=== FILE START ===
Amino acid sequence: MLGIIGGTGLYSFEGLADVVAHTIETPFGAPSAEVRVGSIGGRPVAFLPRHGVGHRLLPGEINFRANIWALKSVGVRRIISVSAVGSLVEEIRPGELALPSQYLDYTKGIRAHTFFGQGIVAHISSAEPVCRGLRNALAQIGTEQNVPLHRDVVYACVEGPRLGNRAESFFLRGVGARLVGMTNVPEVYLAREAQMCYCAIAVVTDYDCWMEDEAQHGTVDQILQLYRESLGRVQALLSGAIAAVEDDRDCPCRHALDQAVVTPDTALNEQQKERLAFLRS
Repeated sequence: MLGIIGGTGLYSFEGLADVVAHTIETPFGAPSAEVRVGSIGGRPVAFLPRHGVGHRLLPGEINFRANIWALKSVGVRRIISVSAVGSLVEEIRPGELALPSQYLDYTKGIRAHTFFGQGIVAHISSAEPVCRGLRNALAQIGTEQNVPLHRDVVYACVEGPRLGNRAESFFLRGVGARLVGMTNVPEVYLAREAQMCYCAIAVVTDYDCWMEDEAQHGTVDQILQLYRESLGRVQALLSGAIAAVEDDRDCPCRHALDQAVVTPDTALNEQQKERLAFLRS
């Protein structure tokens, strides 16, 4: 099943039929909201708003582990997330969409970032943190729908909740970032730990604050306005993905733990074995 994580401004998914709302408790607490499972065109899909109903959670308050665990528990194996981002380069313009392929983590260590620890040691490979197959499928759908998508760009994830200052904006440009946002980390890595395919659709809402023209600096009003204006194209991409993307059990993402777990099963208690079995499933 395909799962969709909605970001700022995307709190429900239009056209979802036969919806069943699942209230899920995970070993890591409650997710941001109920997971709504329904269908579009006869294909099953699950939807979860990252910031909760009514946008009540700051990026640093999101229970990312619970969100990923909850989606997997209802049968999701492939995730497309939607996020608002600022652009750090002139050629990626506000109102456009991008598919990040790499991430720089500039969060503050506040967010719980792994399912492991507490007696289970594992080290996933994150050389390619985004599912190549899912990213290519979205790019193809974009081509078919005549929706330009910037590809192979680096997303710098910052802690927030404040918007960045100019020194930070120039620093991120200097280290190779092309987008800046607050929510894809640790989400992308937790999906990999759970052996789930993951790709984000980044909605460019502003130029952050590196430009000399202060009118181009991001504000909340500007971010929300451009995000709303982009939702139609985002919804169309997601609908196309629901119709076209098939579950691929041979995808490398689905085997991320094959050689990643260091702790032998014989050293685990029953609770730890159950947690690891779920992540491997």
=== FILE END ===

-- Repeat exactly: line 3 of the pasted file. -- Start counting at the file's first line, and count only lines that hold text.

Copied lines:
């Protein structure tokens, strides 16, 4: 099943039929909201708003582990997330969409970032943190729908909740970032730990604050306005993905733990074995 994580401004998914709302408790607490499972065109899909109903959670308050665990528990194996981002380069313009392929983590260590620890040691490979197959499928759908998508760009994830200052904006440009946002980390890595395919659709809402023209600096009003204006194209991409993307059990993402777990099963208690079995499933 395909799962969709909605970001700022995307709190429900239009056209979802036969919806069943699942209230899920995970070993890591409650997710941001109920997971709504329904269908579009006869294909099953699950939807979860990252910031909760009514946008009540700051990026640093999101229970990312619970969100990923909850989606997997209802049968999701492939995730497309939607996020608002600022652009750090002139050629990626506000109102456009991008598919990040790499991430720089500039969060503050506040967010719980792994399912492991507490007696289970594992080290996933994150050389390619985004599912190549899912990213290519979205790019193809974009081509078919005549929706330009910037590809192979680096997303710098910052802690927030404040918007960045100019020194930070120039620093991120200097280290190779092309987008800046607050929510894809640790989400992308937790999906990999759970052996789930993951790709984000980044909605460019502003130029952050590196430009000399202060009118181009991001504000909340500007971010929300451009995000709303982009939702139609985002919804169309997601609908196309629901119709076209098939579950691929041979995808490398689905085997991320094959050689990643260091702790032998014989050293685990029953609770730890159950947690690891779920992540491997």